Thami Mnyele’s life spanned the era of apartheid. He was born in the same year that the National Party won office and came of age in a time (the 1960’s) and a place (Johannesburg) that offered a sensitive young black artist like him little encouragement. In 1985, in the dying days of apartheid, he was killed in a raid by the South African army on Gaborone, Botswana, where he had gone into exile and joined the banned ANC. A reticent man, he played a vanguard role in efforts to throw open the doors of South African culture.

Thami Mnyele’s story sheds light on his tumultuous era from an unusual perspective, that of an artist and not a young lion. Not only does it help us understand the birth of a modern African aesthetic, but it also addresses the genesis of revolutionary commitment. What happened to make a man face the prospect of martyrdom and learn to accept it? How did this choice affect what he was able to express as an artist?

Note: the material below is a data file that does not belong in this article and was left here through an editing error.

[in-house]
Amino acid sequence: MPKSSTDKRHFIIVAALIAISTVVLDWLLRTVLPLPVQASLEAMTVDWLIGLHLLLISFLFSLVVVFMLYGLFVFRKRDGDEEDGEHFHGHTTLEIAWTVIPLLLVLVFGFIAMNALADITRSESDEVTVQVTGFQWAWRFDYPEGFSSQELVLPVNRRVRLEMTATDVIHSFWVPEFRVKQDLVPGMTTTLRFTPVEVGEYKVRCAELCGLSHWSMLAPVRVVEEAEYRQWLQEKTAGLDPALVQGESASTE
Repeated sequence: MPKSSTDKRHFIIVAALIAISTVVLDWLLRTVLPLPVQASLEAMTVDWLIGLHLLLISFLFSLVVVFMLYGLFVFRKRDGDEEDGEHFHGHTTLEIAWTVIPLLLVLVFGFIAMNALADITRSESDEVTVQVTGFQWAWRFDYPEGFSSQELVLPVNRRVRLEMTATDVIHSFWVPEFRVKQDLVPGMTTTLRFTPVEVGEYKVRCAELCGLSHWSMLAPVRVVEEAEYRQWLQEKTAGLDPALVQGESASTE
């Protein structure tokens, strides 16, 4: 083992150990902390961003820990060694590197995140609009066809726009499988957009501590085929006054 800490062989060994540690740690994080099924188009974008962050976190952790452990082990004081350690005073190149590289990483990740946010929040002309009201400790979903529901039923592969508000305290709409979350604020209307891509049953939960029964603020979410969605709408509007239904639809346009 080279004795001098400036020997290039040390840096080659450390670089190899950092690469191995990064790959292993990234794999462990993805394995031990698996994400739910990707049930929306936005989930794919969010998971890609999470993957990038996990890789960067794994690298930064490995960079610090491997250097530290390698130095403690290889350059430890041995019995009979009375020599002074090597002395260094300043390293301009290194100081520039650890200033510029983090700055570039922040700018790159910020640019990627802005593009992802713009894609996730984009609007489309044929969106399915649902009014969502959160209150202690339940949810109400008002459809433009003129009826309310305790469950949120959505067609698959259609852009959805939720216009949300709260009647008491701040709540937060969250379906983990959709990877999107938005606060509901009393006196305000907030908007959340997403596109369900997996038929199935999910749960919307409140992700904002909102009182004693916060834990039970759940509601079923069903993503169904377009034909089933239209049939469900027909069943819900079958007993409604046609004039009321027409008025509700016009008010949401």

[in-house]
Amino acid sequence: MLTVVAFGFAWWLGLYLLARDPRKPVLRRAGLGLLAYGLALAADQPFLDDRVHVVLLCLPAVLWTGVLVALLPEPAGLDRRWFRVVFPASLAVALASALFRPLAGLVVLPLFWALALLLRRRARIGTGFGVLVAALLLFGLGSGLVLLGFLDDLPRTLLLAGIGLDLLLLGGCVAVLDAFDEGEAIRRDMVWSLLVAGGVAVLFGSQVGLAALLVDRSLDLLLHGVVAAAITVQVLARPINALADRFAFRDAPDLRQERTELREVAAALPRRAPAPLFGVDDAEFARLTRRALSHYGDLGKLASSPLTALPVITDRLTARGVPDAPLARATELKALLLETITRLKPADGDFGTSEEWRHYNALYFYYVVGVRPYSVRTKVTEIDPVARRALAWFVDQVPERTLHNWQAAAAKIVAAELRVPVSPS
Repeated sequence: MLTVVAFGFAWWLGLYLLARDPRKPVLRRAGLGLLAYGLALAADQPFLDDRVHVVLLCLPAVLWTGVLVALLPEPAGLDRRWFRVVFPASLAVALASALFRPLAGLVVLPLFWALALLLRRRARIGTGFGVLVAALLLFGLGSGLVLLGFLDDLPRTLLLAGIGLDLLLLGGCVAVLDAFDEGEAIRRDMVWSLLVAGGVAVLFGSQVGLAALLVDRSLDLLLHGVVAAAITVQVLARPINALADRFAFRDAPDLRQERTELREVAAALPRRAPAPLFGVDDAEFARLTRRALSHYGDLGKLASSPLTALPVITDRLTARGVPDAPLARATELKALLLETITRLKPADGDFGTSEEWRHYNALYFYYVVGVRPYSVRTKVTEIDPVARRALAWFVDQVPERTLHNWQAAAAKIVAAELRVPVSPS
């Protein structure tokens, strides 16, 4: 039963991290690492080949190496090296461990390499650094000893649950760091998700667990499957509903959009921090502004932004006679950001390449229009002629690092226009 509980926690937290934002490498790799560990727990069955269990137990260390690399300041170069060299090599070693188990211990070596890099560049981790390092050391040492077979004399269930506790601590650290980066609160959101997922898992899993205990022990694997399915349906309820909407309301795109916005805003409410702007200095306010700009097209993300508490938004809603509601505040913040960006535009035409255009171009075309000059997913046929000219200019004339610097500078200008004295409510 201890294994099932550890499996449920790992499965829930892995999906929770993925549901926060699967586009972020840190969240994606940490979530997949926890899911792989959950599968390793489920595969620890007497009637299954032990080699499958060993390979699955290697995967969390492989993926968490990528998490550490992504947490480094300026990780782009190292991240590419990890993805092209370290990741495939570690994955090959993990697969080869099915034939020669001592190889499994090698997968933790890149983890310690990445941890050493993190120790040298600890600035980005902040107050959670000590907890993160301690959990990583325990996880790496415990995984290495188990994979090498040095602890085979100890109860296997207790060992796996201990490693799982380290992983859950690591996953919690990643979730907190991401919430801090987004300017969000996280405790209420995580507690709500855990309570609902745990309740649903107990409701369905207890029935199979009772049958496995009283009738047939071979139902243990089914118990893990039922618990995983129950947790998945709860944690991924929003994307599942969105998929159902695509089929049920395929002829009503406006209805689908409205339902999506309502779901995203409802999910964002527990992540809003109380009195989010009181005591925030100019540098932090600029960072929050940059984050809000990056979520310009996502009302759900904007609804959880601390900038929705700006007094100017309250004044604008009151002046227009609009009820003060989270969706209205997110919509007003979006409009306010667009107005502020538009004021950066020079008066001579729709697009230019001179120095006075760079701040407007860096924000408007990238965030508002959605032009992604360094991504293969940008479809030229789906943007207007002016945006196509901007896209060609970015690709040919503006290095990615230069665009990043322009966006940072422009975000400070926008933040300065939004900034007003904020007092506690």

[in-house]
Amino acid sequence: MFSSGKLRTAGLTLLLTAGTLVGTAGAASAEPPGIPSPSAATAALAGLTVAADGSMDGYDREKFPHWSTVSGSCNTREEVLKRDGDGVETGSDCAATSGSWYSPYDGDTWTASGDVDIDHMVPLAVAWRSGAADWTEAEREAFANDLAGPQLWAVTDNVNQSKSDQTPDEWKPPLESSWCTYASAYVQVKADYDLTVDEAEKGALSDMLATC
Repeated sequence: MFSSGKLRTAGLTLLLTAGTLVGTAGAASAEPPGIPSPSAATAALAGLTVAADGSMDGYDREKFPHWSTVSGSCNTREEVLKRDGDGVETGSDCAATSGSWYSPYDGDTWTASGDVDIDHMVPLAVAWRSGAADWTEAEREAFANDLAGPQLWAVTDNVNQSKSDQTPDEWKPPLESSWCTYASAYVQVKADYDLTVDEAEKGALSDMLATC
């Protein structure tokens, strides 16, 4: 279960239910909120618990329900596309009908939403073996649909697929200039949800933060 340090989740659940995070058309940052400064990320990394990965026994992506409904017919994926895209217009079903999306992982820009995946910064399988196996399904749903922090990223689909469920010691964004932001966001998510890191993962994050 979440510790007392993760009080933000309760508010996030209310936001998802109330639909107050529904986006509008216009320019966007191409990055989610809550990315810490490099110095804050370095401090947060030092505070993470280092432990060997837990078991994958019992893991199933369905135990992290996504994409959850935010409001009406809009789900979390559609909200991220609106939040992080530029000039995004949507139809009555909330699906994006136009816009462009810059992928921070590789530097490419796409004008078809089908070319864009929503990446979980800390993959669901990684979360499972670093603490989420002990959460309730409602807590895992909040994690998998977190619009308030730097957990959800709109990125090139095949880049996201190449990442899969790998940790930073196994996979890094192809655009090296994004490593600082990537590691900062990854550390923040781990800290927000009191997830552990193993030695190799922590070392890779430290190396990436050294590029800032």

Diana Wylie’s beautifully written biography reveals the struggles inside and around a gentle South African artist as he remade himself into a revolutionary soldier, and brings fresh insight to our understanding of South Africa’s recent history.

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Authored by Diana Wylie and Published by Jacana of Johannesburg in 2008. Soft cover bound this First Edition copy is in Good condition, covered in plastic with an illustrated cover. The size of the book is 210x179x17mm, with 258 pages. ISBN 9781770093461. The book block is wavy from damp , but no sign of damp stains. Colour and b&w text illustrations.